a) well-documented and oft-lauded tour highlights (Hampton, Dayton, Auburn Hills, etc)
b) a terrible looking second set
is doing themselves a SERIOUS disservice.
The Ghost opener is 17 minutes of ferocious full-band communicado: Trey explores his wah pedal with comp-type chording for the first half of the jam, no direction given, no direction taken. It's REALLY relaxed, and the crowd erupts 12 minutes in for no apparent reason other than to say, "as an opener, this will do just fine." When Trey finally does solo proper, its in the hallmark '97 style, all serial-abduction Stevie Ray Vaugn riffs over a bed of chirping alien birds courtesy of the delay loop.
A pair of funk tunes to showcase the new direction, a short breather, and then a crazed Runaway Jim: around 8 min in, things get so heavy that I was convinced this was some sort of mountain-pass test, we were all climbing into thin air and only with some serious skill and a little (ok a LOT) trepidation would we make it down the other side. Ay 10:00, we clear the last pitch, and Trey quiets things down to begin a descent with eerie nimbled ease. The drone still pulses, we're not sure if the mountain has broken free from the glacier or not, it's ALMOST an actual segue into My Friend, Fish is playing a swing beat for chrissakes, down and down and then....
Then the segue to the first and only My Friend, My Friend of the tour! The first on US soil in a year! Not sure why these guys were able to get SO DARK during this tour, but man, this thing is spooky! Trey's laughing at the slowness of this version, but it loses none of its strange medieval-cum-heavy metal charm.
Fans of Limb by Limb should give this a spin, it's equally dark as the Jim and just as celebratory in it's resolution. During this tour (and a few others during the peak years) it seemed as though every song was an opportunity to make a grand musical statement. Whether the thing stated made any sense or was successful wasn't really the point, as we'd soon find out a few songs later. It really felt like the whole band was soloing in unison, drawing on a jazz heritage that often gets lost in the wake of recent shows.
Now, the second set. Stash as an opener was strange to me, even if it had been done once already on this tour. But as it unfolded, and I found a new spot illuminated atop the upper section stairway platform, I made the connection that this song (perhaps more than any other in the catalog) is the perfect synthesis of the phish sound: polyrhythmic, tension-filled, plumbing, a vehicle for top-flight improv. And so it was.
With Bouncing, then Julius, I began to worry about the quality of the song selection for what could have otherwise been a really strong show. Ah, but the band had other ideas for Julius on this frigid December night. Of all the songs that received a "treatment" in 1997, this was the one I would've never foreseen. And for good reason: it hadn't been hinted at before this show and it hasn't happened since. It's trite to say "best Julius ever", not because there are better performances but because fearless exploration and wide-ranging improvisation isn't everyone's cup of tea. Some will say it seems forced, that the gospel blues of Julius doesn't really lend itself to funk, or jazz, or reggae. But to iterate: this was a different time, when no song was sacred, when no basic building block of music couldn't be deconstructed or subverted in some way.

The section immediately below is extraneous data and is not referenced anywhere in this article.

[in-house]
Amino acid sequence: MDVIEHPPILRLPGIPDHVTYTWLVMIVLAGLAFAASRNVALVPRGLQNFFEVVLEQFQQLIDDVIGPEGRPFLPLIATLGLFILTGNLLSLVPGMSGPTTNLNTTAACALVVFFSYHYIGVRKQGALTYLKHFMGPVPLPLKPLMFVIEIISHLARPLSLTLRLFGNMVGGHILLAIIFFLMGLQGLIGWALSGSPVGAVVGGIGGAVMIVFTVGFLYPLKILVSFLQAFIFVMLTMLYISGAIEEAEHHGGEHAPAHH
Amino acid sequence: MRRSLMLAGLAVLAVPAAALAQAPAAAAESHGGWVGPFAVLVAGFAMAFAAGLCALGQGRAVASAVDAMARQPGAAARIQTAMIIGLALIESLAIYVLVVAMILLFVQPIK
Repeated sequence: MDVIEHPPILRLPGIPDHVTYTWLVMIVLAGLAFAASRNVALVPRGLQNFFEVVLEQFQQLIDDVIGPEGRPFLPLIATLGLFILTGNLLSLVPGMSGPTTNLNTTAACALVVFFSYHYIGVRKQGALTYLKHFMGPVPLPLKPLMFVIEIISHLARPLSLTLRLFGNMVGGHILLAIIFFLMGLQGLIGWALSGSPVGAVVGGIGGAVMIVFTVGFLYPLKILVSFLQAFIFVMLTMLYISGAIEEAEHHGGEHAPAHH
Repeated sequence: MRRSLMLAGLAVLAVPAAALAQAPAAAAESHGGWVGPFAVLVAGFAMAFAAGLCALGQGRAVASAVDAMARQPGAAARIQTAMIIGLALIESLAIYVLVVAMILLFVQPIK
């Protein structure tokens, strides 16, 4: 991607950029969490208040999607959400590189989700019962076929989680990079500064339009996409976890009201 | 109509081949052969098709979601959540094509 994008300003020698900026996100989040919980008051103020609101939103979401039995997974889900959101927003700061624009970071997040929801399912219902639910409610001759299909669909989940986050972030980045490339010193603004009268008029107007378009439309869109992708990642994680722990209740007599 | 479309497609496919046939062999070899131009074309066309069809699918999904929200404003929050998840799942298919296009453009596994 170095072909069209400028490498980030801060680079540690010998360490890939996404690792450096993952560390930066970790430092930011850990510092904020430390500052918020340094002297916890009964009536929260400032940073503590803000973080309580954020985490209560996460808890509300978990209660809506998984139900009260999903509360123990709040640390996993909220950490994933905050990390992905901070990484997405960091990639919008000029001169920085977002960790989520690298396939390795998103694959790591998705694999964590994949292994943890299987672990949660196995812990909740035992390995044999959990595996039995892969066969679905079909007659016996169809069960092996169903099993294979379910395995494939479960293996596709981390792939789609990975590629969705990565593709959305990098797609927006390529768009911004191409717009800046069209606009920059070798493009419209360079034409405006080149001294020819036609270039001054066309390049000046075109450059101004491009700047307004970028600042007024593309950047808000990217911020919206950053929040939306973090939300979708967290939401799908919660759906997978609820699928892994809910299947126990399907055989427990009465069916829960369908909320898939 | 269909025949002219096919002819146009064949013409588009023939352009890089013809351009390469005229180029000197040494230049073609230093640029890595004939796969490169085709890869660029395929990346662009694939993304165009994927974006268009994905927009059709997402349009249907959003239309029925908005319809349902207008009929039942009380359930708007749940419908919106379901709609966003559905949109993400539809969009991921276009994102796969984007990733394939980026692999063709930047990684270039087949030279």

Julius proper ends some 7 min into the 18 minutes that make up this monster. Fish has been yelling his approval for the entire coda, and it's no wonder: he leads the band into a rag-time version of the song first, as an entry point into what becomes a multi-genre affair. A quick jump back to double time, a wall of noise, and a standard Trey eruption, the thing could end here and it would still be talked about in the various Phish nerd web forums. But it doesn't end. Trey picks it up with a staccato strumming, steps on the wah, and perhaps because Mike never strays from the walking bass line of Julius, this doesn't just become another in a litany of funk jams. Instead, it's a strange hybridized thing, with a reggae beat emerging 14 minutes in! Trey cuts everything out for some "Bring the Dude" action, Fish belts out his dancehall reggae yell, and things just get weirder. Scofield-esque blues, strange Page tones, another beat change, and they somehow bring things to a close with Slave.
It's worth noting that this Slave is also FAR from typical. Maybe because of the huge leap of faith everyone just took, this Slave is so patient, so far back in the pocket. Both its reggae rhythms and its bleak, technophobic breakdowns never sounded so raw. Trey really pushes his hollow-body, and these little mini-scapes are just hints of things to come. Once the jam rises up to its typical majestic conclusion, Page instigates a tidal wave of sound that really seemed like it was going to wash us all away. The truest incarnation of Trey's "My Bloody Valentine / Sonic Youth meets Brian Eno" influence, I didn't hear this kind of pure NOISE again until 12/30/98 (out of Coil, no less). The closest sonic analogy would be a shuttle lift-off.
So yeah, it's easy to forget this seemingly de rigueur show. It's far from conventional, and the only thing typical about it is that, like it's Fall '97 brethen, it's typically brilliant.